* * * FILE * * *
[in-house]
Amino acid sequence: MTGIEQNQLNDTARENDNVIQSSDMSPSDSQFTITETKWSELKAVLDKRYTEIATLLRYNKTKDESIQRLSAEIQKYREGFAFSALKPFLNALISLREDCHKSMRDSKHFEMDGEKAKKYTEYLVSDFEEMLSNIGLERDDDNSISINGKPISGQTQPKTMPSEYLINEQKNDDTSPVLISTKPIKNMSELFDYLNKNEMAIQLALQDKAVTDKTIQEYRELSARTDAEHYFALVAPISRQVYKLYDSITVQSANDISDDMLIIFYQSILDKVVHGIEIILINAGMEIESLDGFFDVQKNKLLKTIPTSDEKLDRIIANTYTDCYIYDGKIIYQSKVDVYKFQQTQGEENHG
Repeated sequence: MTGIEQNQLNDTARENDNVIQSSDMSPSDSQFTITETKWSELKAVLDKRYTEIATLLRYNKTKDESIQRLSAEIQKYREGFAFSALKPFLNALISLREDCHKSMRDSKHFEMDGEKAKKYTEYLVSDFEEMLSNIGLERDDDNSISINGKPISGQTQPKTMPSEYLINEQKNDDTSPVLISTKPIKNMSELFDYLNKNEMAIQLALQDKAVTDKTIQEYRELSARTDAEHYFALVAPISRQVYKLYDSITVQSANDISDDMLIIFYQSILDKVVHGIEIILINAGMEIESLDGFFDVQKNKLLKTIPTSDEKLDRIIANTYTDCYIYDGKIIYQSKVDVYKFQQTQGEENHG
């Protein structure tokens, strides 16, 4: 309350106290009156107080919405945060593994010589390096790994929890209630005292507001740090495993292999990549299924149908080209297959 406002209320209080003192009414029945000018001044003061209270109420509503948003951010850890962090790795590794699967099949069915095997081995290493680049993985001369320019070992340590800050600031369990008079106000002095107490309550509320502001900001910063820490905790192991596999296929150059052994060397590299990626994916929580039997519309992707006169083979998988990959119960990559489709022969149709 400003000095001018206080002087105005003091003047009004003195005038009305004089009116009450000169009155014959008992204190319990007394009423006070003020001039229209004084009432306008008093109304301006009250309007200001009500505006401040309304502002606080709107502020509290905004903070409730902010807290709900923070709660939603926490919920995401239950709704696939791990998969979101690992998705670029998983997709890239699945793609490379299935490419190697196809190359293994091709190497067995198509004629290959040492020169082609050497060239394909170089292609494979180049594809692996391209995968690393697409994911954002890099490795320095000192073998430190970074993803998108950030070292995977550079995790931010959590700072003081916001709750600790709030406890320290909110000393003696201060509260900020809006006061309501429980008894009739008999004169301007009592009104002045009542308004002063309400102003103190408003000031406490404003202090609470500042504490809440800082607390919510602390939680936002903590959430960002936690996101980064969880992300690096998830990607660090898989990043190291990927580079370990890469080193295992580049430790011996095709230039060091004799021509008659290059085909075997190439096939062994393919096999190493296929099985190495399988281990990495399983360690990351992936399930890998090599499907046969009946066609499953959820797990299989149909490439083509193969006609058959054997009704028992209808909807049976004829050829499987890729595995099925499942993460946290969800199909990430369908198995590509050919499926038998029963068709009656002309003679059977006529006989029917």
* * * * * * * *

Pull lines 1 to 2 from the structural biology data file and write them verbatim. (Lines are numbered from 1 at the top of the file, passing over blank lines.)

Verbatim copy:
[in-house]
Amino acid sequence: MTGIEQNQLNDTARENDNVIQSSDMSPSDSQFTITETKWSELKAVLDKRYTEIATLLRYNKTKDESIQRLSAEIQKYREGFAFSALKPFLNALISLREDCHKSMRDSKHFEMDGEKAKKYTEYLVSDFEEMLSNIGLERDDDNSISINGKPISGQTQPKTMPSEYLINEQKNDDTSPVLISTKPIKNMSELFDYLNKNEMAIQLALQDKAVTDKTIQEYRELSARTDAEHYFALVAPISRQVYKLYDSITVQSANDISDDMLIIFYQSILDKVVHGIEIILINAGMEIESLDGFFDVQKNKLLKTIPTSDEKLDRIIANTYTDCYIYDGKIIYQSKVDVYKFQQTQGEENHG